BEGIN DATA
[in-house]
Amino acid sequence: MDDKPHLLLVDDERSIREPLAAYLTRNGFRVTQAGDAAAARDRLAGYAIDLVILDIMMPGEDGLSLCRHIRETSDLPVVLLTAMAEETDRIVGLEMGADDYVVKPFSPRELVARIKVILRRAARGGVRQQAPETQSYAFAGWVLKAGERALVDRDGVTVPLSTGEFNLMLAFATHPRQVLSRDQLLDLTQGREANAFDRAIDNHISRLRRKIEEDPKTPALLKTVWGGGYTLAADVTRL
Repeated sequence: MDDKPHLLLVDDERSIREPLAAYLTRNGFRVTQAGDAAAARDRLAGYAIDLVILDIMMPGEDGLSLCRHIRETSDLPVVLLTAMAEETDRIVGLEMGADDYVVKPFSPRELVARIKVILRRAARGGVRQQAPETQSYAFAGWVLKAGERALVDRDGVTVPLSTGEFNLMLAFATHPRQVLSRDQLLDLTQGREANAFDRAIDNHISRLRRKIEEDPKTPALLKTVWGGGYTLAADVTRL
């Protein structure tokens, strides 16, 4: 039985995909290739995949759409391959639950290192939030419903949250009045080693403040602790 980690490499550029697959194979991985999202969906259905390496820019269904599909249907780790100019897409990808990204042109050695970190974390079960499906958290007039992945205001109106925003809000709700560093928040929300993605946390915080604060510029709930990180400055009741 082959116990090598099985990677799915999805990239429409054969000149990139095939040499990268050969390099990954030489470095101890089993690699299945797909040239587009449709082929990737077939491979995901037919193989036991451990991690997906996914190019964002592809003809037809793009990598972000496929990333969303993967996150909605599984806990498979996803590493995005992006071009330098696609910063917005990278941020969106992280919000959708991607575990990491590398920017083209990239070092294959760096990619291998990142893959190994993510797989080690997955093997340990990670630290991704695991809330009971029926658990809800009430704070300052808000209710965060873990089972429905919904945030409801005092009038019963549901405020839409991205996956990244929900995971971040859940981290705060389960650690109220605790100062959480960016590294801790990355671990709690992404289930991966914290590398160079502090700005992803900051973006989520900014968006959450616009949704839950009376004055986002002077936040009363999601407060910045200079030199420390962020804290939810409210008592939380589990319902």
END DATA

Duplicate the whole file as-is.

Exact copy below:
[in-house]
Amino acid sequence: MDDKPHLLLVDDERSIREPLAAYLTRNGFRVTQAGDAAAARDRLAGYAIDLVILDIMMPGEDGLSLCRHIRETSDLPVVLLTAMAEETDRIVGLEMGADDYVVKPFSPRELVARIKVILRRAARGGVRQQAPETQSYAFAGWVLKAGERALVDRDGVTVPLSTGEFNLMLAFATHPRQVLSRDQLLDLTQGREANAFDRAIDNHISRLRRKIEEDPKTPALLKTVWGGGYTLAADVTRL
Repeated sequence: MDDKPHLLLVDDERSIREPLAAYLTRNGFRVTQAGDAAAARDRLAGYAIDLVILDIMMPGEDGLSLCRHIRETSDLPVVLLTAMAEETDRIVGLEMGADDYVVKPFSPRELVARIKVILRRAARGGVRQQAPETQSYAFAGWVLKAGERALVDRDGVTVPLSTGEFNLMLAFATHPRQVLSRDQLLDLTQGREANAFDRAIDNHISRLRRKIEEDPKTPALLKTVWGGGYTLAADVTRL
């Protein structure tokens, strides 16, 4: 039985995909290739995949759409391959639950290192939030419903949250009045080693403040602790 980690490499550029697959194979991985999202969906259905390496820019269904599909249907780790100019897409990808990204042109050695970190974390079960499906958290007039992945205001109106925003809000709700560093928040929300993605946390915080604060510029709930990180400055009741 082959116990090598099985990677799915999805990239429409054969000149990139095939040499990268050969390099990954030489470095101890089993690699299945797909040239587009449709082929990737077939491979995901037919193989036991451990991690997906996914190019964002592809003809037809793009990598972000496929990333969303993967996150909605599984806990498979996803590493995005992006071009330098696609910063917005990278941020969106992280919000959708991607575990990491590398920017083209990239070092294959760096990619291998990142893959190994993510797989080690997955093997340990990670630290991704695991809330009971029926658990809800009430704070300052808000209710965060873990089972429905919904945030409801005092009038019963549901405020839409991205996956990244929900995971971040859940981290705060389960650690109220605790100062959480960016590294801790990355671990709690992404289930991966914290590398160079502090700005992803900051973006989520900014968006959450616009949704839950009376004055986002002077936040009363999601407060910045200079030199420390962020804290939810409210008592939380589990319902």